In Miami for a 100-city book tour, author and blogger Joshua Millburn explains to an audience at The Book Store in Coconut Grove how he found the road to happiness: By moving out of his way much of the store-bought stuff for which he paid lots of money. Formerly living in a three-bedroom home with a kitchen lined with shiny appliances and a closet filled with 70 Brooks Brothers shirts, Millburn took a look around after his mother died and his wife left and he decided that retail therapy wasn’t particularly therapeutic.
Millburn, age 28 at the time, went online and learned about the Minimalism movement — which involves living with fewer possessions in pursuit of other fulfillment — and spent the next eight months giving away items he’d bought but hadn’t used. At the end, he sold his home and his three luxury cars before quitting his $200,000-a-year job to pursue writing.
“My finances are better than ever,” says Millburn, who had racked up $100,000 in debt he only recently — and finally — paid off. “It’s not only that buying all this stuff is harmful financially. That’s just the easiest thing to see. But it’s the aftermath of it all. We get this cocaine high from buying something. But it doesn't last far past the parking lot.”
Millburn’s feelings on the matter nearly match scientific results on the subject of money and shopping, as shown most recently by research from San Francisco State University. It proves there are three forces in the human brain at play when collectively contributing to the financially and emotionally draining addiction of compulsive shopping. Most of us wouldn’t be clinically diagnosed with the disorder, which affects some 10 percent of the population. But the rest of us — though my husband might argue my placement in the 90 percent category — can probably admit to experiencing one or two or even all of the influencing mind-sets at some point.
With American credit card debt back on the rise (the Federal Reserve said it increased by $4 billion percent in third quarter last year) and our happiness on the decline (a Harris Interactive poll shows 33 percent of us were happy in 2013 compared to 35 percent of us in 2009) we could all save ourselves some money and some guilt by simply recognizing the over-shopping symptoms, practicing the cures and (even if we don’t quit our jobs and sell our houses) try at least some of Millburn’s minimalist practices.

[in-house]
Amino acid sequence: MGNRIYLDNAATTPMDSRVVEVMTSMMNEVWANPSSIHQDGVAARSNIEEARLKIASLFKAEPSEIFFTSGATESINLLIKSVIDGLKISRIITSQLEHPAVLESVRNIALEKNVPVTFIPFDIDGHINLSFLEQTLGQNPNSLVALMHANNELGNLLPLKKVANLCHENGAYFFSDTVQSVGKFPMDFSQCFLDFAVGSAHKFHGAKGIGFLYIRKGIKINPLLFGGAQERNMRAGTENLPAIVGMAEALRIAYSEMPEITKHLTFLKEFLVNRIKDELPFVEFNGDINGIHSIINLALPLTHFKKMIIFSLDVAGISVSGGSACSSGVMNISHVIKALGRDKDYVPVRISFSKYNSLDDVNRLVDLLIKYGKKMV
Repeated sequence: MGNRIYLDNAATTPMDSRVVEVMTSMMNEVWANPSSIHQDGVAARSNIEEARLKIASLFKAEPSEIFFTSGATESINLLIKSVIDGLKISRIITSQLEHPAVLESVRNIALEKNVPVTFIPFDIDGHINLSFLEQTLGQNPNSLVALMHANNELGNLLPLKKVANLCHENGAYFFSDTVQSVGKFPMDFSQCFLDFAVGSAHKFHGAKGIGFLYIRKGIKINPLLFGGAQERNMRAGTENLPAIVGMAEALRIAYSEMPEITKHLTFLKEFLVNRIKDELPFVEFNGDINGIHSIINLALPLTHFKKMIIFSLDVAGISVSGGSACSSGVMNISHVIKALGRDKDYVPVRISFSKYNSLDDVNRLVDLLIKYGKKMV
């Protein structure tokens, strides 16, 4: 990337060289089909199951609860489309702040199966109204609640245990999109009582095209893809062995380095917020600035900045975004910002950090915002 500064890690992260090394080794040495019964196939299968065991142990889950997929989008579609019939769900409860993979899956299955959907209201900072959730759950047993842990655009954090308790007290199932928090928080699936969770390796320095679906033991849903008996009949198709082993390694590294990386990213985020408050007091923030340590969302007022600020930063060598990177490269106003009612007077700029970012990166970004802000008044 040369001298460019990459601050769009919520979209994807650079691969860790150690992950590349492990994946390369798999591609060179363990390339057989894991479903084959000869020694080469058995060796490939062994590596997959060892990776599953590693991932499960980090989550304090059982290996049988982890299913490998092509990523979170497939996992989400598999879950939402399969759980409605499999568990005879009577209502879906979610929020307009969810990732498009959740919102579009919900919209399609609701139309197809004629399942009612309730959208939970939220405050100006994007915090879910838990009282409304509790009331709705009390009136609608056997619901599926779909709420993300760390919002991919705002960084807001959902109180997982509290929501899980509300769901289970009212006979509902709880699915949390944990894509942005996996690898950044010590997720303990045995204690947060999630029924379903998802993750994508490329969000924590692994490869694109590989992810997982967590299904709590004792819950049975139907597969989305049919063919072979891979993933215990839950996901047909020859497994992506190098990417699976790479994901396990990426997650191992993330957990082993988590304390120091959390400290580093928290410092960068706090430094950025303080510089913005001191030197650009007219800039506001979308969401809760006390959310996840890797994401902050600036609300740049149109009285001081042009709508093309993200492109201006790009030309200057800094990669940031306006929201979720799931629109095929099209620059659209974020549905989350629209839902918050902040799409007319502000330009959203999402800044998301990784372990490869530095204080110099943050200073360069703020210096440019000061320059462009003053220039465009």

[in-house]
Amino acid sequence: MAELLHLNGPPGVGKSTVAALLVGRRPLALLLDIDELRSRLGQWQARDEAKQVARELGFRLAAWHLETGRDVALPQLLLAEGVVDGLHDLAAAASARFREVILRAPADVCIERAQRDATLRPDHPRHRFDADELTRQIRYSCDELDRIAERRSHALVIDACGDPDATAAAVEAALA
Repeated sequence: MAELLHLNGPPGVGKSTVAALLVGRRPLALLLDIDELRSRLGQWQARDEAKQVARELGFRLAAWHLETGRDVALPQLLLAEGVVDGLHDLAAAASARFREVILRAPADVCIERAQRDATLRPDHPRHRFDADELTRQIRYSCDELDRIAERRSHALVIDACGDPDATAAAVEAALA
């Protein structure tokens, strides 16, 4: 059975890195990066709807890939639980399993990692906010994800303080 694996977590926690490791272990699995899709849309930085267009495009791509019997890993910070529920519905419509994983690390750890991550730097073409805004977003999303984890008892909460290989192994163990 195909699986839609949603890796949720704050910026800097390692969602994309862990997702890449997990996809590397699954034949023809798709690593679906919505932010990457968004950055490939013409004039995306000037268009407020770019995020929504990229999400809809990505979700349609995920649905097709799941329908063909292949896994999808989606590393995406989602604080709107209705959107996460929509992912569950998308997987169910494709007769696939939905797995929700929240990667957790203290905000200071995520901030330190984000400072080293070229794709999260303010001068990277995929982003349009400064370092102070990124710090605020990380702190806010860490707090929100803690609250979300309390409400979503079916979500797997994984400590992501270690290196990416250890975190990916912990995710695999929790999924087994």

“Of course, everyone’s at some point gone into a situation where they ignored their finances, engaged in emotional retail therapy, and also thought that a product or purchase would transform their lives,” says San Diego State associate psychology professor, Ryan Howell of the three drivers working together to cause compulsive shoppers to spend money on things they don’t need.
“Every commercial offers transformation expectations — the idea that if you buy perfume you won’t only smell good but men will like you better and your life will transform — but compulsive shoppers buy into it more than most people.” In fact, it’s the big force driving the compulsion. There’s also the act of using retail therapy to emotionally soothe fears, anxieties or other bad feelings. And third, it’s about ignoring your finances.
Still, the average person can learn from studying the shoppers, says Howell. Simply by being aware that you're using retail therapy to soothe anxiety or depression, you can instead seek another activity. By counting on a product to change your life, you can put your faith elsewhere. And if you know big credit card bills are piling up, you can decide to tackle them.
“Just like having to count calories when you eat,” Howell says, “shopping is much less enjoyable when you’re aware of your finances.”"
Even if you can afford to spend, your purchase will get less enjoyable as time goes on, says Leaf van Boven, a psychology professor at the University of Colorado. Human beings are wired to adapt to their surroundings, he explains, so that we can notice and deal with new environmental events. After a sweater lives in our closet for a while or even a car in our driveways, we become accustomed and over time, disinterested.
“It's the pursuit of life experiences that are associated with meaningful goals,” van Boven says.
If that doesn’t help, try the strategies proven to help most compulsive spenders, says Dr. Lorrin M. Koran, a psychiatry professor at Stanford University. Don’t carry around credit cards or checkbooks so you can’t spend more than the cash in your wallet. Never shop alone or without a list, and keep a journal listing the items you want to buy, your feelings at the time and the pros and cons of any purchase.
“This is a problem that only occurs in a society with easy credit,” Lorrin says, “abundant advertising and a consumer culture that says, ‘You are what you own.’ ”